A popular breakout pick, Weaver floundered last season as his once impeccable control left him altogether and the league caught up to his mostly two-pitch arsenal. The right hander’s walk rate jumped up to 3.56 per 9 while the K/9 fell to 7.99. He had trouble locating his curveball, which allowed hitters to tee-off on his once vaunted change. Its hard-hit rate jumped up from 16.3% in 2017 all the way to 32.1% in 2018. That’s astronomical! This article from The Athletic outlines the predictability of Weaver’s sequencing last season.
His struggles culminated in being bounced from the Cardinals’ rotation in August and then traded to the Diamondbacks along with catcher Carson Kelly and infielder Andy Young for Paul Goldschmidt in December.
The situation might seem grim, but through his struggles Weaver showed signs of becoming a more well-rounded pitcher in 2018. He made a concerted effort to improve his curveball and make it a bigger part of his repertoire. The focus of his offseason has also been on improving the viability of the pitch.
It’s easy to lose control of a pitch when it’s faster and spinning more. If he can maintain these peripherals while honing the curve, he has a chance to be really special. It can’t hurt being a part of a Diamondbacks organization who has developed one of the best infrastructures for pitching in the league (also, hello, humidor). Former All-Star Dan Haren is a team advisor and Zack Greinke is a walking, talking encyclopedia on the art of pitching. I’m confident in Weaver regaining the form that once put him on track to be elite.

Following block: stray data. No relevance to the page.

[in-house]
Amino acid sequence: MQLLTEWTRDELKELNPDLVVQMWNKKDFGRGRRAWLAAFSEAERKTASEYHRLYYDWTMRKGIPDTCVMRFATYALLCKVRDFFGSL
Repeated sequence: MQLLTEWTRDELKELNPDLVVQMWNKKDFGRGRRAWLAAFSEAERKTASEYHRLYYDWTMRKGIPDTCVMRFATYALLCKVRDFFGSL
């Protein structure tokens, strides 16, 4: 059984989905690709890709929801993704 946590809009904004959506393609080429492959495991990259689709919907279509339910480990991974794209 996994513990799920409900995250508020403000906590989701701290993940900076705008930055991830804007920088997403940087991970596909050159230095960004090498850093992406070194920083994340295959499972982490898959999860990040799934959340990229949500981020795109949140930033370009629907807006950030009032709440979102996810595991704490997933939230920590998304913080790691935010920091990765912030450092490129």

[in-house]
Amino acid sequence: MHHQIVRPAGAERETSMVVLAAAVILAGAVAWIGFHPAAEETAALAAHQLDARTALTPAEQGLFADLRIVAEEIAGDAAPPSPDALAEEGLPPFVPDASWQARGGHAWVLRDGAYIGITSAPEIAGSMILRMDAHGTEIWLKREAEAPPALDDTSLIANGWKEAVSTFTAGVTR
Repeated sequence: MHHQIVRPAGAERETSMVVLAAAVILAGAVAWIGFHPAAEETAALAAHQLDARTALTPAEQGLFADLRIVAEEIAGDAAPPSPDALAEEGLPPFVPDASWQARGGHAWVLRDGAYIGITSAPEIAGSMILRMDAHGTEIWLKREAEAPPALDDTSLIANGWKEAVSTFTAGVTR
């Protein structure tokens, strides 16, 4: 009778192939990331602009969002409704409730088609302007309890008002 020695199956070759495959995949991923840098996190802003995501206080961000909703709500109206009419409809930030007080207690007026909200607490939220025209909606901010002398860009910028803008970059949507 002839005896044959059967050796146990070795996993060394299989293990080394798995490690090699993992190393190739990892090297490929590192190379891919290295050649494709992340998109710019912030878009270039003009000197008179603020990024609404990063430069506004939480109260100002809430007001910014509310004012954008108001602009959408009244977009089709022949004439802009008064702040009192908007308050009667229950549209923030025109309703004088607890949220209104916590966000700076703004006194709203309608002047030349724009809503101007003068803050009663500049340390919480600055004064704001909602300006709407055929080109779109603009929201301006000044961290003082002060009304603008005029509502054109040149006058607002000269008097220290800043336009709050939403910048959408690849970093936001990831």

And you wouldn’t know it, Ray is also on Weaver as a high-value active player this season.
While his breakout will be far more substantial than circumstantial, an underrated aspect of adding value to a pitcher is when his team improves. The Phillies should be much improved in 2019, adding Bryce Harper, J.T. Realmuto, Jean Segura, David Robertson and Andrew McCutchen this offseason. At worst, Eflin will simply have a better chance to win every time he toes the rubber compared to last season.
A former first round pick by the Padres in 2012, Eflin was part of the package the Phillies received for Jimmy Rollins in 2014. Strikeouts and general velocity were lacking in Eflin’s profile, but his strong control and legitimate, four-pitch repertoire at an extraordinarily young age helped him ascend through the Phillies system nonetheless.
His first stint in the big leagues was not good at all: a 4.4 K/9 and a 5.36 xFIP in 11 starts (63 IP). Of course, sitting in the low 90s without a wipeout breaking pitch makes it difficult to get outs, but his issues stretched far beyond stuff.